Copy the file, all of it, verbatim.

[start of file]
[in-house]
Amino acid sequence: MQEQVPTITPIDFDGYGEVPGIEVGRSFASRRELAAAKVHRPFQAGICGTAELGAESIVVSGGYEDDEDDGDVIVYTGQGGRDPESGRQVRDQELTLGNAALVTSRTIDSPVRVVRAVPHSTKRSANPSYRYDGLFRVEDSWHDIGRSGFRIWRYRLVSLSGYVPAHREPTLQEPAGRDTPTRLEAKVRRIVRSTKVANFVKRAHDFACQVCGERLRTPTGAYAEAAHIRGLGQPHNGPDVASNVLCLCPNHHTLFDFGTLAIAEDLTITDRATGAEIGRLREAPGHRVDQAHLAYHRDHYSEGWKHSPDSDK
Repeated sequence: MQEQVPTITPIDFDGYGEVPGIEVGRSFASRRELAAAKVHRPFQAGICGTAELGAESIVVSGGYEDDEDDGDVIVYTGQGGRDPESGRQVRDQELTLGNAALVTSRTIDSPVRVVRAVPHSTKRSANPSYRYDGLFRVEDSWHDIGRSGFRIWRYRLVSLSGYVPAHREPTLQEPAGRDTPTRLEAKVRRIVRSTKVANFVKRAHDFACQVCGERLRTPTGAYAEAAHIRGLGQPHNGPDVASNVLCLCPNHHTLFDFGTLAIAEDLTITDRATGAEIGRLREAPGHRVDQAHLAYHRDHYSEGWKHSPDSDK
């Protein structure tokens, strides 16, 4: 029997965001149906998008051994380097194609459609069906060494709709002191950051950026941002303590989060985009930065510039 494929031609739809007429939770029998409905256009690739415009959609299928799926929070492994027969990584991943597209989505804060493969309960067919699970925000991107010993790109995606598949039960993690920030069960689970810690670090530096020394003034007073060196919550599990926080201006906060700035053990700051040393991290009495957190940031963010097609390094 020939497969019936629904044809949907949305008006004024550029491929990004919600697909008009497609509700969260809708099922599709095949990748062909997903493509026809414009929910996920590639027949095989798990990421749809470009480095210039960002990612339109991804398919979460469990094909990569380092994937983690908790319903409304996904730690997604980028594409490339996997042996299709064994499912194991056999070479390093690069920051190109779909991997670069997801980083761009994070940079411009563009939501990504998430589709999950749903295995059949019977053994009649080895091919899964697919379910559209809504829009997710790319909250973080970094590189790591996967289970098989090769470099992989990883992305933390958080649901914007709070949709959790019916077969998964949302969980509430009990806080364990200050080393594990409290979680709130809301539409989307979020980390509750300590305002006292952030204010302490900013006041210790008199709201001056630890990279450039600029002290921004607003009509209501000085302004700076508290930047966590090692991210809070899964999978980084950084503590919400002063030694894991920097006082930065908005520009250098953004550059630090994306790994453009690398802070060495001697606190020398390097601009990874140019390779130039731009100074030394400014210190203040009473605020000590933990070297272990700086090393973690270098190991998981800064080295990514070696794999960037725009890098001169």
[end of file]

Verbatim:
[in-house]
Amino acid sequence: MQEQVPTITPIDFDGYGEVPGIEVGRSFASRRELAAAKVHRPFQAGICGTAELGAESIVVSGGYEDDEDDGDVIVYTGQGGRDPESGRQVRDQELTLGNAALVTSRTIDSPVRVVRAVPHSTKRSANPSYRYDGLFRVEDSWHDIGRSGFRIWRYRLVSLSGYVPAHREPTLQEPAGRDTPTRLEAKVRRIVRSTKVANFVKRAHDFACQVCGERLRTPTGAYAEAAHIRGLGQPHNGPDVASNVLCLCPNHHTLFDFGTLAIAEDLTITDRATGAEIGRLREAPGHRVDQAHLAYHRDHYSEGWKHSPDSDK
Repeated sequence: MQEQVPTITPIDFDGYGEVPGIEVGRSFASRRELAAAKVHRPFQAGICGTAELGAESIVVSGGYEDDEDDGDVIVYTGQGGRDPESGRQVRDQELTLGNAALVTSRTIDSPVRVVRAVPHSTKRSANPSYRYDGLFRVEDSWHDIGRSGFRIWRYRLVSLSGYVPAHREPTLQEPAGRDTPTRLEAKVRRIVRSTKVANFVKRAHDFACQVCGERLRTPTGAYAEAAHIRGLGQPHNGPDVASNVLCLCPNHHTLFDFGTLAIAEDLTITDRATGAEIGRLREAPGHRVDQAHLAYHRDHYSEGWKHSPDSDK
């Protein structure tokens, strides 16, 4: 029997965001149906998008051994380097194609459609069906060494709709002191950051950026941002303590989060985009930065510039 494929031609739809007429939770029998409905256009690739415009959609299928799926929070492994027969990584991943597209989505804060493969309960067919699970925000991107010993790109995606598949039960993690920030069960689970810690670090530096020394003034007073060196919550599990926080201006906060700035053990700051040393991290009495957190940031963010097609390094 020939497969019936629904044809949907949305008006004024550029491929990004919600697909008009497609509700969260809708099922599709095949990748062909997903493509026809414009929910996920590639027949095989798990990421749809470009480095210039960002990612339109991804398919979460469990094909990569380092994937983690908790319903409304996904730690997604980028594409490339996997042996299709064994499912194991056999070479390093690069920051190109779909991997670069997801980083761009994070940079411009563009939501990504998430589709999950749903295995059949019977053994009649080895091919899964697919379910559209809504829009997710790319909250973080970094590189790591996967289970098989090769470099992989990883992305933390958080649901914007709070949709959790019916077969998964949302969980509430009990806080364990200050080393594990409290979680709130809301539409989307979020980390509750300590305002006292952030204010302490900013006041210790008199709201001056630890990279450039600029002290921004607003009509209501000085302004700076508290930047966590090692991210809070899964999978980084950084503590919400002063030694894991920097006082930065908005520009250098953004550059630090994306790994453009690398802070060495001697606190020398390097601009990874140019390779130039731009100074030394400014210190203040009473605020000590933990070297272990700086090393973690270098190991998981800064080295990514070696794999960037725009890098001169």